What does the reader know that the mother does not know? Explain why the mother's refusal to let her child join a demonstration by sending her to church instead is a powerful example of dramatic...
What does the reader know that the mother does not know? Explain why the mother's refusal to let her child join a demonstration by sending her to church instead is a powerful example of dramatic irony?
The reader may well know that Birmingham, Alabama, was a hotbed of racial tension and the 16th Street Baptist Church was an organizational setting for major players in the movement for racial equality.
The anonymous mother, who represents the six mothers who lost their children in the bombing, must not have realized that the 16th Street Baptist Church in Birmingham was the site of many meetings of the Southern Christian Leadership Council whose local organizer was the pastor in residence, Reverend Fred Shuttlesworth [the Birmingham airport is now named after him]; in addition, James Bevel, SCLC leader who began the Children's Crusade, teaching youth about non-violence, as well as Dr. Martin Luther King, Jr. were regular speakers at this church. The bombing took place at this church because these men were often present, and the church was viewed as a center for racial protest.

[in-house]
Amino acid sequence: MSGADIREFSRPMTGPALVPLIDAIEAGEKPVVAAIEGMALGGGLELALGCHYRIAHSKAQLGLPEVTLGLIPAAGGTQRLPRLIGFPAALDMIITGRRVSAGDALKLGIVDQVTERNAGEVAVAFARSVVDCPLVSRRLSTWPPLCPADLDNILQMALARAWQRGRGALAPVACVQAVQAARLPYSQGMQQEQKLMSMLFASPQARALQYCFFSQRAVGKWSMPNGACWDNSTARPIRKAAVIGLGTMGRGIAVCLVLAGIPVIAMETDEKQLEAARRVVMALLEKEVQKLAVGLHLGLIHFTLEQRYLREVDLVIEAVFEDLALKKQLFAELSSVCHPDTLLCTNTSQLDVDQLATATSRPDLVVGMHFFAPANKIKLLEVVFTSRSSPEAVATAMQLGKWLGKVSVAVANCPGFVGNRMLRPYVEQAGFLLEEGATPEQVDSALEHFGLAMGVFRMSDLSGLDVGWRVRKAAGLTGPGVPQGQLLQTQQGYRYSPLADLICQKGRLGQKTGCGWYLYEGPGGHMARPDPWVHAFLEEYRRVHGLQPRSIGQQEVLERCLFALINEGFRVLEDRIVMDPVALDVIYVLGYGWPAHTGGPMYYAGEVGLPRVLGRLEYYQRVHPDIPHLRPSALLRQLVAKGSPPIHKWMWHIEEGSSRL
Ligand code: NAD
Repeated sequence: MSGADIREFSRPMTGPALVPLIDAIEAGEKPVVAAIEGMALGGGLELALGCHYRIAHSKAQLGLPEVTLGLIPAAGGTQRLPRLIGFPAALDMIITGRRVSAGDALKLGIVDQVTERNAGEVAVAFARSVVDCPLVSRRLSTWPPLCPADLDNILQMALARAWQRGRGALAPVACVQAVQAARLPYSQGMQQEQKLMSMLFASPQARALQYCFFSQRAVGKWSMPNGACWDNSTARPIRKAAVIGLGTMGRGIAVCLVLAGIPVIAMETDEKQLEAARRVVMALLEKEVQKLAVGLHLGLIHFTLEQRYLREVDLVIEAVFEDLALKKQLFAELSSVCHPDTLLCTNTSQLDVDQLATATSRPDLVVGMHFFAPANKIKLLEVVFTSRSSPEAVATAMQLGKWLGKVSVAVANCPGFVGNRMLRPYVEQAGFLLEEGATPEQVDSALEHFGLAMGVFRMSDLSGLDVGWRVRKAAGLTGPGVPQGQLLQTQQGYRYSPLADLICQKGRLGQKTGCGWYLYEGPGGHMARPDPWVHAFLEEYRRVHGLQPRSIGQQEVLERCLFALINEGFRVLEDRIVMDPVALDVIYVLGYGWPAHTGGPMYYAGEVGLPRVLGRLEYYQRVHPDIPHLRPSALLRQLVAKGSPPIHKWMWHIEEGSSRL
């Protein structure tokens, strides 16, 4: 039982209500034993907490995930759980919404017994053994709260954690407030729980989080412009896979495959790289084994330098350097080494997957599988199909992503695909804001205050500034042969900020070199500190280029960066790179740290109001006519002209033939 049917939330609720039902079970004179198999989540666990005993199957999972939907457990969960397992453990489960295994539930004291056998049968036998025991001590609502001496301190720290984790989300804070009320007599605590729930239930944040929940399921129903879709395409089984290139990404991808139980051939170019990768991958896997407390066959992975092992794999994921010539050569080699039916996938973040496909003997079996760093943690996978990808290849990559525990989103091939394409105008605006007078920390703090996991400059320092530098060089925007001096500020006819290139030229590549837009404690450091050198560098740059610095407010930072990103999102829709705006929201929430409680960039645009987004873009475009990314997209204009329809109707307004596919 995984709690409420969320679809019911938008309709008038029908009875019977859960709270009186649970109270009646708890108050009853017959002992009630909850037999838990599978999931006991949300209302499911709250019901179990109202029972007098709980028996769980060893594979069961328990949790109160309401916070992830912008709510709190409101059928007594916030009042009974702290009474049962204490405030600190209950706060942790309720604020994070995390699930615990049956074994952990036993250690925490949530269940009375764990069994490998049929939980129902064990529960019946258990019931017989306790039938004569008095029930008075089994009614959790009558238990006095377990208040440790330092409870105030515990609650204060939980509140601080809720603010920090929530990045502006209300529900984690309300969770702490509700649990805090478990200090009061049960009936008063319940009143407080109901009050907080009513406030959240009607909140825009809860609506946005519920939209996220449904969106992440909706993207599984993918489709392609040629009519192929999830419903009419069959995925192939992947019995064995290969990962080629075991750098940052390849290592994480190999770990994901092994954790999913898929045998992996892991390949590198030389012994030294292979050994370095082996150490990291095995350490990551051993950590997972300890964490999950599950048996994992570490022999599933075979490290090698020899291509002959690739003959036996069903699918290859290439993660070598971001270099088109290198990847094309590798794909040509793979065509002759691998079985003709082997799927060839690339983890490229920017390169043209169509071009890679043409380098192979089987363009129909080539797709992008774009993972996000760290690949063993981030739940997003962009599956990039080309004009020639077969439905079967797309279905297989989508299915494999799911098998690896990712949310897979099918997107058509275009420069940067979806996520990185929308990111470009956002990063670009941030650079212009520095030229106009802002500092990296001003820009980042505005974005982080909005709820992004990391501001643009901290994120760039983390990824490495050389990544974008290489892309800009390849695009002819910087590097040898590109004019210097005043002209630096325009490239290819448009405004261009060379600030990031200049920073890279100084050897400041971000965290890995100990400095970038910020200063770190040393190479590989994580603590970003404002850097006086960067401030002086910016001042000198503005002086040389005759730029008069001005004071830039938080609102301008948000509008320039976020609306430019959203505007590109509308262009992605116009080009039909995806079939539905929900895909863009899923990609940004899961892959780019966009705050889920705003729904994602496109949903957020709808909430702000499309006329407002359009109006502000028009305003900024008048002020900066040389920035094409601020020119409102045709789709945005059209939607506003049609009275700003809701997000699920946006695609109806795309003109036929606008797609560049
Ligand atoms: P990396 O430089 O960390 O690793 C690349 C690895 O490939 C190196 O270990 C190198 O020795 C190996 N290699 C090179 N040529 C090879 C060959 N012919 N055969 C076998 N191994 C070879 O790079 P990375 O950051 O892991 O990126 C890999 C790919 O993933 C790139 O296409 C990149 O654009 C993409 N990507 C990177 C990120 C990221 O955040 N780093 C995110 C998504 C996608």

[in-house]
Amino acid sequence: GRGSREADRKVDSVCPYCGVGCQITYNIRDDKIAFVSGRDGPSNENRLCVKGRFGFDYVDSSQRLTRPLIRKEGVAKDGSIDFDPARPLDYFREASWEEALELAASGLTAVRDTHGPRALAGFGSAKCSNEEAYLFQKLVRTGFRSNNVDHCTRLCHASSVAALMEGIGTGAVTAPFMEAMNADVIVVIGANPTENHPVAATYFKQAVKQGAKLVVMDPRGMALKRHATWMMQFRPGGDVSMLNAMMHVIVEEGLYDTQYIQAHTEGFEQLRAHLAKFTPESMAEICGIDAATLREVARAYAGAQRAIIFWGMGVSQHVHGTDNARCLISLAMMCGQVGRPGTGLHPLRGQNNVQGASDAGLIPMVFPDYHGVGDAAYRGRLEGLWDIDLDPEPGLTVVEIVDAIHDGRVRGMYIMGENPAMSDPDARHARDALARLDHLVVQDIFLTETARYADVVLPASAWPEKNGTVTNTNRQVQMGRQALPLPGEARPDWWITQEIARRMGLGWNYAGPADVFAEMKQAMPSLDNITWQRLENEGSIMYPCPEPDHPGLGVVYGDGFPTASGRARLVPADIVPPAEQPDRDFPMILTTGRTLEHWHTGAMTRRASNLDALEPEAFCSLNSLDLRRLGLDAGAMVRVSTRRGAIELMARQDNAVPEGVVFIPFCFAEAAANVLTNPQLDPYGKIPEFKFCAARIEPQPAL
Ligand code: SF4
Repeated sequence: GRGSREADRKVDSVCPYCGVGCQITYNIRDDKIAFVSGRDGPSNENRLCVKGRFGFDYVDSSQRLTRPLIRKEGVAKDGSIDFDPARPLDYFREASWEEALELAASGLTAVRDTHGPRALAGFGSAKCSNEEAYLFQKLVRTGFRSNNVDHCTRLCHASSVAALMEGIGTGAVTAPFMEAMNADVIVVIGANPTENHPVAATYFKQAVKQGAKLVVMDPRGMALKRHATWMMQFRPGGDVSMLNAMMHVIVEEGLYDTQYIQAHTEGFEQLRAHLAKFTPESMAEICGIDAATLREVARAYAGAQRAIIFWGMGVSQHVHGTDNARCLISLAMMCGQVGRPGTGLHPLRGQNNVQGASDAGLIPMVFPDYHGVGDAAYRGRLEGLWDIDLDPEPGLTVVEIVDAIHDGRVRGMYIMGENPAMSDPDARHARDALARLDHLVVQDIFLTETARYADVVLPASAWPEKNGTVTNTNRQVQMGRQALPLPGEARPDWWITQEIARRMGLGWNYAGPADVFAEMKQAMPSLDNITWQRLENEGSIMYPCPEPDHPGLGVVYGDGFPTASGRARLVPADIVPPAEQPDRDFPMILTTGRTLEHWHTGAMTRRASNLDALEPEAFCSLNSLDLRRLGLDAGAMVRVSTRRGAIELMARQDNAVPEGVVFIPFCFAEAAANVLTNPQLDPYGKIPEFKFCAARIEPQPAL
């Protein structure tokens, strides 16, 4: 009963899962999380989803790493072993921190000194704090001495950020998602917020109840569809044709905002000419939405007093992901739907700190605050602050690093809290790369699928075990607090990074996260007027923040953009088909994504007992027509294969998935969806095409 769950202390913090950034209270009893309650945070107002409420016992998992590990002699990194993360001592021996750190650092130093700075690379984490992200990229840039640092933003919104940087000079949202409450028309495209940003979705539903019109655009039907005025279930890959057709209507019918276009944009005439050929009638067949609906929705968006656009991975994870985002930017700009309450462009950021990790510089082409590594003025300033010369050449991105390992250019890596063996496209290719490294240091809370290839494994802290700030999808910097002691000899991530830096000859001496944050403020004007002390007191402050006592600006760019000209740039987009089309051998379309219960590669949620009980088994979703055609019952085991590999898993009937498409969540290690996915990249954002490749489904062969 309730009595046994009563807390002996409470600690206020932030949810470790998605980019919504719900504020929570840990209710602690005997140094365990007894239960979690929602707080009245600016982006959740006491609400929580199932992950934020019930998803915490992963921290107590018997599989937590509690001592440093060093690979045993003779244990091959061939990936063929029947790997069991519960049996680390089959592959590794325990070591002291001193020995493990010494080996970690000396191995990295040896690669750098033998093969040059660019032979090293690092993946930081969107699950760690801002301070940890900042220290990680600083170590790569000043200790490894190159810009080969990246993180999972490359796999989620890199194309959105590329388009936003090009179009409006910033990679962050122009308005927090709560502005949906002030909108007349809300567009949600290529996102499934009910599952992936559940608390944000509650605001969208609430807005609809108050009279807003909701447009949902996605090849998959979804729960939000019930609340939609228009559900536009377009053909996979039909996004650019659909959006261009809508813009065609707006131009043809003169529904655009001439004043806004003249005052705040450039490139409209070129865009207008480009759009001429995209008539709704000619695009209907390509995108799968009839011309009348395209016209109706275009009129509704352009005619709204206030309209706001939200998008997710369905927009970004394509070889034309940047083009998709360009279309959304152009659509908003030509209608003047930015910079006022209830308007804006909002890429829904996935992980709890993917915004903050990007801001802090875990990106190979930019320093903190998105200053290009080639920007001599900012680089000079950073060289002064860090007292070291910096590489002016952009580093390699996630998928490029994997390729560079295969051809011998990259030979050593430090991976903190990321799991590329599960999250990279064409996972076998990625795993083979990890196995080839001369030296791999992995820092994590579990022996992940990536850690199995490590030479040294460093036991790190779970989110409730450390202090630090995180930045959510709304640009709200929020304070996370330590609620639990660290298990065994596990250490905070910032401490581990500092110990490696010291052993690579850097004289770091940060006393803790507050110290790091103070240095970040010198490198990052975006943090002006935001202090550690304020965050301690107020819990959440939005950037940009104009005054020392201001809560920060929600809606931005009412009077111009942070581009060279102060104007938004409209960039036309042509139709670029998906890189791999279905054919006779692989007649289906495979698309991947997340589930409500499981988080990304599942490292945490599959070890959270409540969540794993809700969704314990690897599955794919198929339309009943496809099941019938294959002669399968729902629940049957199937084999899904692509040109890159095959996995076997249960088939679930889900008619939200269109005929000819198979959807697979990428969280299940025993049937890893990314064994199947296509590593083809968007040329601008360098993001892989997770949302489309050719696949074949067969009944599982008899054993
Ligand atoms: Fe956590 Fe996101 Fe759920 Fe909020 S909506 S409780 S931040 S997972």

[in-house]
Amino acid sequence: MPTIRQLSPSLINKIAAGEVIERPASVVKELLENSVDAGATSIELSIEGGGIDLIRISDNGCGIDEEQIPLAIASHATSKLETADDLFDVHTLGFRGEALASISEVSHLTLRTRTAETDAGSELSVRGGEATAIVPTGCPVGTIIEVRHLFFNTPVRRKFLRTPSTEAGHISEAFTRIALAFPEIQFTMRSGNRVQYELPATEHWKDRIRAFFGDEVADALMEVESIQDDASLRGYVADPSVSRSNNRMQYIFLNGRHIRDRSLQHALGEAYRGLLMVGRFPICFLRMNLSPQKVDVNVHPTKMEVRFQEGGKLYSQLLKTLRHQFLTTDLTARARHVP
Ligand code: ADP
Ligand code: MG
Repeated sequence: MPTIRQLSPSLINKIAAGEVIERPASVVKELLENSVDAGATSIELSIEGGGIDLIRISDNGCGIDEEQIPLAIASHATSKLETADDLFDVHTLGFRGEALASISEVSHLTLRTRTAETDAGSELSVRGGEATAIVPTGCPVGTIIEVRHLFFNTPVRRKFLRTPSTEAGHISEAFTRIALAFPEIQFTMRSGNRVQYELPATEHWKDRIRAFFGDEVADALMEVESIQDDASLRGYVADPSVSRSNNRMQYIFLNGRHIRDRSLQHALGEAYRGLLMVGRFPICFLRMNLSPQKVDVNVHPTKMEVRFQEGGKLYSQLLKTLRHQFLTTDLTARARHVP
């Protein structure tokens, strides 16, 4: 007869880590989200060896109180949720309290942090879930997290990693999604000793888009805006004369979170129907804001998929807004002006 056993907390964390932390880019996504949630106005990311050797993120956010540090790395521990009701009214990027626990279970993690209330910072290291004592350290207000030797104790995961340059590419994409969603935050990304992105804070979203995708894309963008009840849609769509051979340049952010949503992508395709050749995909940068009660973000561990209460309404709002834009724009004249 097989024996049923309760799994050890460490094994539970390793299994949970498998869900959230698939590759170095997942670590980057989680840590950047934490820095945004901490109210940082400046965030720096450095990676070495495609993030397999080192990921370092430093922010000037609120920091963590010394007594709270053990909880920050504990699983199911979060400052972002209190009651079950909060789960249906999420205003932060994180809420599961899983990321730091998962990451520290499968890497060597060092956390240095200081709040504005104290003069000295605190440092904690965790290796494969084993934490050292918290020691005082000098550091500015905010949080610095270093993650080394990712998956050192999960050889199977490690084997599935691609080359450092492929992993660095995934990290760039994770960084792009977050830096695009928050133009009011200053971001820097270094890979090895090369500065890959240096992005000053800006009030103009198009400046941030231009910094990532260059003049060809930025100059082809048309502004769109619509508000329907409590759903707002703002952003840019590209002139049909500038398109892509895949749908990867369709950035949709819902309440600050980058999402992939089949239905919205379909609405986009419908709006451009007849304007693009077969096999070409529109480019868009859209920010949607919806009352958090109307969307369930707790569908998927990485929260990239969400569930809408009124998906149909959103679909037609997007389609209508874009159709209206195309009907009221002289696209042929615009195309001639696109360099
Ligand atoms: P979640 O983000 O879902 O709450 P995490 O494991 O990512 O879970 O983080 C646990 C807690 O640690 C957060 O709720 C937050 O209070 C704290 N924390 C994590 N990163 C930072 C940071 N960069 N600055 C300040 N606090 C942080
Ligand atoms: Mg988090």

Rather than allowing her child to go into the streets and partake in a racial freedom demonstration, which could, indeed, become dangerous, the mother, ironically, sends her daughter to the church where she believes her girl will be safe. This is an example of dramatic irony since there is a contradiction between what the mother believes (that her girl will be safe) and what the reader knows to be true (the church is not safe).
Dramatic irony occurs when the audience knows more than the character, and it generally serves to build tension in a text. In this case, the mother in the poem is considered to be the character. What we know (that she does not) is that the church to which she has sent her daughter with the intention of keeping the little girl safe will be bombed, and her daughter will die. We know this because the poem alludes to a bombing that is a well-known tragedy in American history.
Dramatic irony is created because the reader is aware that the little girl is in danger, while her mother is unaware. It is particularly powerful because the desire to keep one's child safe is such a universally relatable and visceral impulse. Readers should recognize the appalling and tragic irony in that, by trying to keep her little girl safe, the mother actually, placed her in harm's way.